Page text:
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How Can We Tell the Earth is Round?

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by

Dave Constantine

on 30 November 2015

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Transcript of How Can We Tell the Earth is Round?

What is Geometry?
γεωμετρία = "earth measurement"
Your Task:
Think of some way we can tell the Earth is (roughly) spherical.
You are not allowed to leave the surface of the Earth.
The more practical the better.
Where does your idea fit on the local-global spectrum?
Do you need any other information or assumptions for your method?
Circumnavigation
Magellan/Elcano (1519-22)
Some morals
The Ancient Greeks were very clever.
One can get a remarkably long way with seemingly small amounts of information.
Simple, old ideas can be valuable when tackling complicated problems.
How Can We Tell the Earth is Round?
Dave Constantine
Taylor Science Seminar
Nov 30, 2015

Originally developed for architecture, astronomy, surveying
Modern geometry - study of shapes in general, usually in which some sort of measurement (of distances, angles, volume...) is possible.
We rarely get a full, easily-understood description of a geometric object. Our information comes in two flavors:
local
and
global.
Local geometry
The "puzzle piece" method
You only get information about what your shape looks like up close. Can you piece together this information to understand the full picture?
You experience the geometry like an ant living on the object, or like a person living on the surface of the Earth...
Global geometry
The "snapshot" method
You get a long distance snapshot of your object. What can you understand about the object from its large-scale features?
The Fundamental Group
The
fundamental group
records (in an algebraic form) the information about closed loops on a shape.
Magellan's path shows that, if you remove two points from the earth (the poles, for example) there is a non-trivial loop. With more mapping, we can conclude that there is really only one loop (which can be repeated some number of times.)
Great Circles
On the Earth, all straight-line travel returns to the starting point after following a
great circle
.
Geodesics
Geodesics
are the analogue of straight lines on a more complicated, curved geometric object.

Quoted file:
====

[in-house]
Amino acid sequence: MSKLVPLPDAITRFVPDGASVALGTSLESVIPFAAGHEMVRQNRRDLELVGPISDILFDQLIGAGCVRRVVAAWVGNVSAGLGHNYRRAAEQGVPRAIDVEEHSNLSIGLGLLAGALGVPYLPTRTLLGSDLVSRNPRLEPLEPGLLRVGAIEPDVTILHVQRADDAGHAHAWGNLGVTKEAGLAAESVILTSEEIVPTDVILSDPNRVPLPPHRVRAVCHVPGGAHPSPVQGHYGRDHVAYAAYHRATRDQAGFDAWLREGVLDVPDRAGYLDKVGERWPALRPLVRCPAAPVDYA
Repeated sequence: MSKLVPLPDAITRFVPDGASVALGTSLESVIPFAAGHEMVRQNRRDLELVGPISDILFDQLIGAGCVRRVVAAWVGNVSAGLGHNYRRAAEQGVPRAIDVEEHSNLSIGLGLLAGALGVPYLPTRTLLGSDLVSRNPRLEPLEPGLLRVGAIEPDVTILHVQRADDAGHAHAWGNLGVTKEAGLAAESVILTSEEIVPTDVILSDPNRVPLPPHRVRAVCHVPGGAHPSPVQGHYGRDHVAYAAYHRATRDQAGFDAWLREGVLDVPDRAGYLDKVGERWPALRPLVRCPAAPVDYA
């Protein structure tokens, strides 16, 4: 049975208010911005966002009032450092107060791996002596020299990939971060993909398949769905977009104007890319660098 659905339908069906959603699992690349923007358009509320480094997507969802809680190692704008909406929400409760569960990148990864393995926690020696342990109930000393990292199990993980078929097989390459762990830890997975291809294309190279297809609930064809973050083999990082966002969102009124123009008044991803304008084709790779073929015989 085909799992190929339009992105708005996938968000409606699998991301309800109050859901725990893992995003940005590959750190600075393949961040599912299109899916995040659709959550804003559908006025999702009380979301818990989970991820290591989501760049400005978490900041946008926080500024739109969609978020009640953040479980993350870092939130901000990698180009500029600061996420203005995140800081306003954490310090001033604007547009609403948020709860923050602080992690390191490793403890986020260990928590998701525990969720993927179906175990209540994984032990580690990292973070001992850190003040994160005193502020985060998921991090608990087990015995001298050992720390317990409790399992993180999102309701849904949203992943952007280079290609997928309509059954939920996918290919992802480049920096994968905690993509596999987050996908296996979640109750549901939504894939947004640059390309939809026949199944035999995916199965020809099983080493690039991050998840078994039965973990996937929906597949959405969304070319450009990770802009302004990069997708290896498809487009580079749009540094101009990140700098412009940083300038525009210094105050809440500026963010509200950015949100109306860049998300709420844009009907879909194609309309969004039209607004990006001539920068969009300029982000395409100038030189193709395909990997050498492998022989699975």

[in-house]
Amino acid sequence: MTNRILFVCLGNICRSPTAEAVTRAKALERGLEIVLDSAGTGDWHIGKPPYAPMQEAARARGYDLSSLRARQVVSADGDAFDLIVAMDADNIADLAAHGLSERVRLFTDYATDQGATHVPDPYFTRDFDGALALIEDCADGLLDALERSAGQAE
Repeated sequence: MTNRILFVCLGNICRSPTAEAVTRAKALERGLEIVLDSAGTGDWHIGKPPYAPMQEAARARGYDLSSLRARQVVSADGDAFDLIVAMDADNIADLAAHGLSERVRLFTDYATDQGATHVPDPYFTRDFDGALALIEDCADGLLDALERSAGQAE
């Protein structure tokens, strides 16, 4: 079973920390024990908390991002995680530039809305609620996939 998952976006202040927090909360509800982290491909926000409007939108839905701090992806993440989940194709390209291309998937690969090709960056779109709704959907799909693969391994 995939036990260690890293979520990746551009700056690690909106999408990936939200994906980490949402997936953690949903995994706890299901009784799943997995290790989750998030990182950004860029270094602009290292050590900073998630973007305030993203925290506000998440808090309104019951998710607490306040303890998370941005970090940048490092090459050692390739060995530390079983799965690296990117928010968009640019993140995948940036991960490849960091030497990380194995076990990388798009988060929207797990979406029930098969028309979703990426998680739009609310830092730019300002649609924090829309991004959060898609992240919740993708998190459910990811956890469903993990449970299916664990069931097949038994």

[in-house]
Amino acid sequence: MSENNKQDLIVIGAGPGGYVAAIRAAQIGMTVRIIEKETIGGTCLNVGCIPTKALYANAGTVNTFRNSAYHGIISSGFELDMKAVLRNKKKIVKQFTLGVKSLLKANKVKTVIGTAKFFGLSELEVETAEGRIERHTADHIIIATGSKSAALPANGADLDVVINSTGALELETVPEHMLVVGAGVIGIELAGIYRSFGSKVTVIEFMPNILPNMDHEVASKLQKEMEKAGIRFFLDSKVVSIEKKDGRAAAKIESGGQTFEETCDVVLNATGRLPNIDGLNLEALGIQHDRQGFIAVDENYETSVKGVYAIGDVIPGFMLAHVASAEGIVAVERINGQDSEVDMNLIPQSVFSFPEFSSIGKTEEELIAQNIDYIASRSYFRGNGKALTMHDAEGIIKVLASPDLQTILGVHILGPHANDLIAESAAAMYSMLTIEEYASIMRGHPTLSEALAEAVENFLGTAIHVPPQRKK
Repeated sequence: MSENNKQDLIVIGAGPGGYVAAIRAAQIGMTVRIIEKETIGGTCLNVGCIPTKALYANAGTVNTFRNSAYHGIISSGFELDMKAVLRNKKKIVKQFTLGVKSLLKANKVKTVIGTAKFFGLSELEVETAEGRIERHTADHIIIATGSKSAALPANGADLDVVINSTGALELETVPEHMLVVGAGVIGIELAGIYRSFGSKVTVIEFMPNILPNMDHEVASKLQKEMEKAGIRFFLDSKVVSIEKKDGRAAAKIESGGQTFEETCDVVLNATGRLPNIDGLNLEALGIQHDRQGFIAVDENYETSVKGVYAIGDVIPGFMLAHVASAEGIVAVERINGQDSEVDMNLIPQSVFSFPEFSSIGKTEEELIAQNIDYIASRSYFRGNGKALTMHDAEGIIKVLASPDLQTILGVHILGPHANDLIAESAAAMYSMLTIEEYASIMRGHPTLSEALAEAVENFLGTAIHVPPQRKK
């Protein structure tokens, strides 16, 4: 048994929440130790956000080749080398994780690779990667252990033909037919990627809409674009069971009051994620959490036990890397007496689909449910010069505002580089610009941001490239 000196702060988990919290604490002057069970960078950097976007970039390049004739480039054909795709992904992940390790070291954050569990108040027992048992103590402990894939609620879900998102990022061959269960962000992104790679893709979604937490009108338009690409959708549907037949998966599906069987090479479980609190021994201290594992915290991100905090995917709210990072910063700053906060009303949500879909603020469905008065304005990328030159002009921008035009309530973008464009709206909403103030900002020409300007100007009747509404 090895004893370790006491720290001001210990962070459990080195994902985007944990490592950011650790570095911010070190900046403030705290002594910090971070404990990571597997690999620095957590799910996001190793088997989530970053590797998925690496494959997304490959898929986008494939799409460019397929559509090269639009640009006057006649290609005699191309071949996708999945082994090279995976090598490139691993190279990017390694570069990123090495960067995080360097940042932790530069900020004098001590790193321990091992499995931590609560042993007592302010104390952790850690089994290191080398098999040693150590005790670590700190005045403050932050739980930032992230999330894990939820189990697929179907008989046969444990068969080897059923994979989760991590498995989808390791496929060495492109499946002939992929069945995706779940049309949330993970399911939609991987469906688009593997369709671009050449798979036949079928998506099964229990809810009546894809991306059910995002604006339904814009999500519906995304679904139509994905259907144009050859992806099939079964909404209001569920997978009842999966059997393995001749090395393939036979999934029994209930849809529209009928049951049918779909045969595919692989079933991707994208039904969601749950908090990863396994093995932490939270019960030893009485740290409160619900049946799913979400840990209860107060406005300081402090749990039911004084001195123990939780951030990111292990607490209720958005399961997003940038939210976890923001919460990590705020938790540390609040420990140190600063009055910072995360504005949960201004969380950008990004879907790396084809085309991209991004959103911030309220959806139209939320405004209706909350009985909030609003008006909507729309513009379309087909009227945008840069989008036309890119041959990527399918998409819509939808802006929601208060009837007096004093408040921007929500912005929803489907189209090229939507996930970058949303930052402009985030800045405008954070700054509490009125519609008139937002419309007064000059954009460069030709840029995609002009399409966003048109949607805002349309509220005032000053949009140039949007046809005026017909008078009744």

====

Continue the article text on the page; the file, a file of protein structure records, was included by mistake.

The geodesic structure of a manifold, in particular its
closed
, or repeating, geodesics reveal a lot about its geometry.
24-Hour Circuits
Each point traces out a circular path once every 24 hours, with two exceptions -- the North and South poles.
Orbits
A
dynamical system
is a is some sort of movement or flow on our geometric object. The
orbits
are the paths that points trace out under this motion. The orbit structure of a rotating sphere distinguishes it from the examples here.
A ship below the horizon
If one knows the distance to the ship
d
and the height of the mast
h
, one can calculate the radius of the Earth,
R
.
Second fundamental form
The deviation of the curved surface from straight lines is measured by the
second fundamental form
.
It is crucial for studying
immersions
, or how the geometry of one geometric object relates to the geometry of another geometric space that contains it.
Triangles
The angle sum for a triangle on the surface of the earth is not 180 degrees.

In fact it is always strictly more.
Using the geodesic drawer at
http://geographiclib.sourceforge.net/scripts/geod-google.html
I drew a triangle connecting Taylor, Purdue, and IU. The angle discrepancy is .012 degrees, or .72'.
Gauss-Bonnet Theorem
The relation between angles of a triangle and the radius of the earth is given by the
Gauss-Bonnet Theorem
.
Foucault's Pendulum
First demonstrated at the Pantheon in Paris in 1851, the plane of a pendulum's swing slowly rotates in relation to the floor.
The physics of this has to do with conservation of angular momentum.
The angular momentum vector tries to stay pointing in the same direction, but must also be tangent to the Earth's surface.
This forces it to rotate.
Parallel Transport
The mathematical description for this process is parallel transport.
For curved geometric objects, looking at parallel transport around closed loops is a great way to understand their geometry.
Deviations in observations of sun & stars
At different latitudes, observed angles of the sun and stars above the horizon are different.
Eratosthenes
Around 200BC, the Greek geometer and librarian Eratosthenes calculated the circumference of the Earth.
He knew that on the summer solstice, vertical objects in Syene cast no shadow, whereas to the north in Alexandria, they did.
The sun's rays are (approximately) parallel. Measuring the angle of the shadow in Alexandria told Eratosthenes that Alexandria --> Syene took up 1/50th of a full circle.
Eratosthenes calculated the circumference of the Earth at 252,000
stadia
.
This is an error of 1.6% or 16.3%, depending on the stadia. With accurate data, the method has an error of about 66km, or .16%.
Gaussian Curvature
Eratosthenes was measuring what we would now call the
Gaussian curvature
of the earth. The idea is to look at how fast the normal vectors to a surface change.
positive curvature
negative curvature
Full transcript